The Party is proud to announce a diverse and dynamic ticket leading into the November elections.

Michael Welsh is the Party's choice for Le Roy Town Justice. Mike is married to Gail Rudgers and is a local attorney and community activist, who most recently has devoted his time and talent to the Le Roy Community Pool. He served the people of Le Roy  for 21 years on the Genesee County Legislature.

Incumbent Town Councilman Tom Stella was nominated for his second full term. Tom has served the community well on the board for six years. In addition to being the past Deputy Town Supervisor, he serves as the liaison for the Fire Commission and the liaison for the Farmland Protection Commission. He is married to wife, Deborah, and is a proud father and grandfather.

The caucus also nominated newcomer Kelly Carlie who is running for the second Town Board seat. Kelly, married to George and mother of three grown children with one grandchild and another on the way, is employed as a counselor at Elba Central School. She is also a small business owner and has served on the Holy Family School Board, was a former 4-H Leader and former Girl Scout leader.

Earlier in the summer Earl Funderburk garnered the Democratic endorsement for County Legislature through the petition process.

Thursday, August 15, 2013 at 5:42 pm

Local Libertarians turn in candidate petitions for the first time

There was a bit of history at the county's election's office this afternoon -- for the first time in Genesee County history, Libertarians turned in signatures to put their own candidates on a local election ballot.

Batavia City Council candidates Lisa Whitehead (center) and Jim Rosenbeck (right) need 191 valid signatures to get spots on the ballot.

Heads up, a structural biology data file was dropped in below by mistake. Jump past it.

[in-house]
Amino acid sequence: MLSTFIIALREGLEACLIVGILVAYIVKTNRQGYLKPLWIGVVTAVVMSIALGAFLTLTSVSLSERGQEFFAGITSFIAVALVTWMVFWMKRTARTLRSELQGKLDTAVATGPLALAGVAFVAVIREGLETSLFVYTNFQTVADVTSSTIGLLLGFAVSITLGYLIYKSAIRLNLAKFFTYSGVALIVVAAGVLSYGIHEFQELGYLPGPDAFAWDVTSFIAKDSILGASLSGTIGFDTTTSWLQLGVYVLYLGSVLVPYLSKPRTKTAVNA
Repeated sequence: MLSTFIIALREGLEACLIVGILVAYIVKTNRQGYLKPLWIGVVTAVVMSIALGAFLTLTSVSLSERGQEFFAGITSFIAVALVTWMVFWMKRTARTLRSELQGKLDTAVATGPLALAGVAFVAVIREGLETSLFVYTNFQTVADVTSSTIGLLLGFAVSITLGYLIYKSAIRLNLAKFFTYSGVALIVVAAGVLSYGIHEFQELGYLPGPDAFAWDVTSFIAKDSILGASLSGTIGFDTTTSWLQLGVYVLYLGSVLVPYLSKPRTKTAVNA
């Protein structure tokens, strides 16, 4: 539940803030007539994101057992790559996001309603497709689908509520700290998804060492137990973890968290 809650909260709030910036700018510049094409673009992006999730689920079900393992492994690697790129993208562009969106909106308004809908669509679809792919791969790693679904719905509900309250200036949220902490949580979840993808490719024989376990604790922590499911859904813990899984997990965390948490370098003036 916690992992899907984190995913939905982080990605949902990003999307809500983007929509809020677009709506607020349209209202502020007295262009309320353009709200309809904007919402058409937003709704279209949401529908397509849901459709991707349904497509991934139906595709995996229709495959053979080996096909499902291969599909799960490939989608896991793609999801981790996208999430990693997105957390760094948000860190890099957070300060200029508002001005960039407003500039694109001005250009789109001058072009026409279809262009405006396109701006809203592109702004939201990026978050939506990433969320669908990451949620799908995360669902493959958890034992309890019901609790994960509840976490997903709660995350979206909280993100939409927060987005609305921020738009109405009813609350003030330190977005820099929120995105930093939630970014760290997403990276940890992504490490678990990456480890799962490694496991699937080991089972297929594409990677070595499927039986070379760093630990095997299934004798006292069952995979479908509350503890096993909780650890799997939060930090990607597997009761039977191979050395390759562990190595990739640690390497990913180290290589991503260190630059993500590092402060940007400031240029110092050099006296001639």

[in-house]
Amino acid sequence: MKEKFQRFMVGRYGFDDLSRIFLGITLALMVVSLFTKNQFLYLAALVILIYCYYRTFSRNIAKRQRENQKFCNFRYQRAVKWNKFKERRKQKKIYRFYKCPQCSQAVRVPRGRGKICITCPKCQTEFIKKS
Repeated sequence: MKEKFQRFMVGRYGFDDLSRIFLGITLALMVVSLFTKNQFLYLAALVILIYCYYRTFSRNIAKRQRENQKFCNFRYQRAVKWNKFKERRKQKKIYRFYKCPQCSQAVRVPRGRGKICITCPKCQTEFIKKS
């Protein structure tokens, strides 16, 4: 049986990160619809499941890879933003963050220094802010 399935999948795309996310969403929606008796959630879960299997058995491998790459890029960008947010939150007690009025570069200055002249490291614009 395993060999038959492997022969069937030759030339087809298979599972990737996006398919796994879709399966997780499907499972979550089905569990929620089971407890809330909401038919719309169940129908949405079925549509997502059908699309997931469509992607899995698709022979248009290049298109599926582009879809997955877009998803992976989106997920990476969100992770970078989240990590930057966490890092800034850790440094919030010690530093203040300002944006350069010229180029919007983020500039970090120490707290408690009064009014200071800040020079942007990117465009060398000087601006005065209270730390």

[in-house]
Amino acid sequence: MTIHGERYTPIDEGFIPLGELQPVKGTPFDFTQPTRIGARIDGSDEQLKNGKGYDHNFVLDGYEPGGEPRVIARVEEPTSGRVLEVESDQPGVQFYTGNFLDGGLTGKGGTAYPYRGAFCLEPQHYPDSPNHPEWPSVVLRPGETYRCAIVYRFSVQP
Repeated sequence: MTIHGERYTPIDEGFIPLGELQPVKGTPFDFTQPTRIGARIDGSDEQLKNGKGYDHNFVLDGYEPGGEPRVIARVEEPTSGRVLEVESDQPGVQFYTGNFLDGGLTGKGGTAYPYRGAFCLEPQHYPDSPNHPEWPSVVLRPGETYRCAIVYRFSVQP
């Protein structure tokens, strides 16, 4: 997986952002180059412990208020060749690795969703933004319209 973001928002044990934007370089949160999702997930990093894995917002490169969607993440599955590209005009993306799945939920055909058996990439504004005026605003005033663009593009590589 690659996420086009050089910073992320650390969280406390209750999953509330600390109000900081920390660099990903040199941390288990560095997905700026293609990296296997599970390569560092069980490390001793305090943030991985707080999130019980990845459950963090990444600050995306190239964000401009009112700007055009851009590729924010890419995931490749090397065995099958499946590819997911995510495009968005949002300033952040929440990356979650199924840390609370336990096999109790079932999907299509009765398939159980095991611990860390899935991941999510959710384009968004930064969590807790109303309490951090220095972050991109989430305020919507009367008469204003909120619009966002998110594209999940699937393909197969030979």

In New York's system, the Republican and Democrat candidates get to gather signatures first. When they're done, so-called third party candidates can gather signatures. None of the third-party signatures can duplicate signatures gathered by the Republicans and Democrats.

They all, of course, must be registered voters.

The Libertarians turned in 459 total signatures, which will now be reviewed by the election commissions to see if the minimum threshold of valid signatures have been met.

With Whitehead and Rosenbeck is Phil Ricci, chairman of the Genesee County Libertarian Party.

Wednesday, June 19, 2013 at 3:02 pm

Three questions for declared County Legislature candidates about GCEDC

post by Howard Owens in county legislature, GCEDC, politics

It's not every year that a local election has at least one issue that might sway voters. With all the attention garnered by the Genesee County Economic Development Center since the last County Legislature election, this November the opinions candidates hold on GCEDC funding and its policies might be an important issue for voters. We thought it a worthwhile public service to get candidates on the record on this issue as soon as they were declared candidates.

In posing the questions to the GOP candidates -- the first group to declare -- we found not all of the candidates agreed with that assessment.